Spare Rib articles tacked many different threads of feminism from many different angles. Subjects included: “liberating orgasm”, “kitchen sink racism”, anorexia and the practice of female genital mutilation. The ensuing debates were often acrimonious, and the magazine reflected the sometimes turbulant debates within the collective on how best to tackle issues such as sexuality and racism.[8]

Suffering from the effects of falling subscriptions and advertising revenue Spare Rib ceased publication in 1993.[2][9]

It was announced by The Guardian in April 2013 that the magazine was due to be relaunched, with the journalist Charlotte Raven at the helm.[10] It was subsequently announced that while a magazine and website were to be launched, it would now have a different name.[11][12]

In May 2015 the British Library put its complete archive of Spare Rib online.[8] The archive is presented with new views on the subject matter and themes curated by expert commentators. The British Library website describes the value of Spare Rib for current readers and researchers:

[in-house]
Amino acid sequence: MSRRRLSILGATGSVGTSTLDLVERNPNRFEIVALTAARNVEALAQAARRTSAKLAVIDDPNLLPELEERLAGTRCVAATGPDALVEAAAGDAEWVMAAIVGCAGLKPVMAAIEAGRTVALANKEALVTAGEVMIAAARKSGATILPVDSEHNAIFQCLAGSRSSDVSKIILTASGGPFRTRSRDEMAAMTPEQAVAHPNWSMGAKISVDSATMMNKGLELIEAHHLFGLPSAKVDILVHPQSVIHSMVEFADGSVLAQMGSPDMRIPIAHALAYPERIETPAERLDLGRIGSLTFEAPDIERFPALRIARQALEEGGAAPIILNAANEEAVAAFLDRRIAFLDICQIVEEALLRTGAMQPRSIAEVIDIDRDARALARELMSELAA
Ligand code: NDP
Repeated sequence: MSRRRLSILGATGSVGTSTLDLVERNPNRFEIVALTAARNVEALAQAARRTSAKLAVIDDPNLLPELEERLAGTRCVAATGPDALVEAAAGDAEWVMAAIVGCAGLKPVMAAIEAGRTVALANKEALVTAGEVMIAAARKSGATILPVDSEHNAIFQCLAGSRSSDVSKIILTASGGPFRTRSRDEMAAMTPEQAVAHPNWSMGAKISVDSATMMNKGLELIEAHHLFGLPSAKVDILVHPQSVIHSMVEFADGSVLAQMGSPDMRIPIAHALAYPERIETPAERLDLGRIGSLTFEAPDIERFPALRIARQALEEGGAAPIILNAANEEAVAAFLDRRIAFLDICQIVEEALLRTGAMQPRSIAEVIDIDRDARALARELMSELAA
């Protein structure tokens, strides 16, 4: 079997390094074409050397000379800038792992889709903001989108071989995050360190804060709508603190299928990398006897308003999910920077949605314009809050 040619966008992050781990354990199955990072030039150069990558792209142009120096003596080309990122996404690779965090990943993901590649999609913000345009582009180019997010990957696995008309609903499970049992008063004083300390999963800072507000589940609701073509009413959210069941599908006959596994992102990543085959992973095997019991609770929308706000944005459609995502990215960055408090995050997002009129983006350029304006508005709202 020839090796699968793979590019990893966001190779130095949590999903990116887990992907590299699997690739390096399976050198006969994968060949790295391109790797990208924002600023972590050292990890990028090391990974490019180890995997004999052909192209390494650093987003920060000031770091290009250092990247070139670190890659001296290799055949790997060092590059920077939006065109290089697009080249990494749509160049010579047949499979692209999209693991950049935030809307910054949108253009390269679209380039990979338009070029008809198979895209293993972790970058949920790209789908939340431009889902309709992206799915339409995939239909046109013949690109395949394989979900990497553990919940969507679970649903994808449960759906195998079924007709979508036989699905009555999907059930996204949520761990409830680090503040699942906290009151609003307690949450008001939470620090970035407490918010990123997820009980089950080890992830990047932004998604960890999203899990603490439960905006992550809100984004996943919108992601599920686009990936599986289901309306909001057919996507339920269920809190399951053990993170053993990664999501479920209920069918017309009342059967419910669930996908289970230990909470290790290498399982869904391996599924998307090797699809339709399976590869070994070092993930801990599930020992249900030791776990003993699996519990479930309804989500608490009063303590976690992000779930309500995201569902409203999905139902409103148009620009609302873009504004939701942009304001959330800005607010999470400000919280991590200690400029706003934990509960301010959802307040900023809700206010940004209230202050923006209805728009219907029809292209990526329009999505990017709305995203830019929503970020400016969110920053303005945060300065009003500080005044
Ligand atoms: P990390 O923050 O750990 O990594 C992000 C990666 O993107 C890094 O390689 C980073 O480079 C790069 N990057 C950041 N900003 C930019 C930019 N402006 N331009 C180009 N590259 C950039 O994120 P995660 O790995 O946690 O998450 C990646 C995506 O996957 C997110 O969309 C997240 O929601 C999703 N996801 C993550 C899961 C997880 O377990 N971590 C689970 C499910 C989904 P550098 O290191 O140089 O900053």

"Spare Rib was the largest feminist circulating magazine of the Women’s Liberation Movement (WLM) in Britain of the 1970s and 80s. It remains one of the movement’s most visible achievements. The trajectory of Spare Rib charted the rise and demise of the Women’s Liberation Movement and as a consequence is of interest to feminist historians, academics and activists and to those studying social movements and media history".[13]

Editors[edit]

The founders of Spare Rib set out to set the record straight on Women’s Liberation. They sought to reach out to all women and in their manifesto they explain what was wrong with contemporary women’s magazines and how their alternative would offer realistic solutions to the problems experienced by women - See more at: http://www.bl.uk/collection-items/facsimile-of-spare-rib-manifesto#sthash.R3Kuul6I.dpuf

Spare Rib became a collective by the end of 1973 (see Spare Rib Reader, edited by Marsha Rowe, and Rosie Boycott, A Nice Girl Like Me). The collective editorial policy was to: "collectively decide on articles that they publish, and work closely with the contributors. Accept articles from men only when there is no other resource available. 35p per copy."[2]

Design[edit]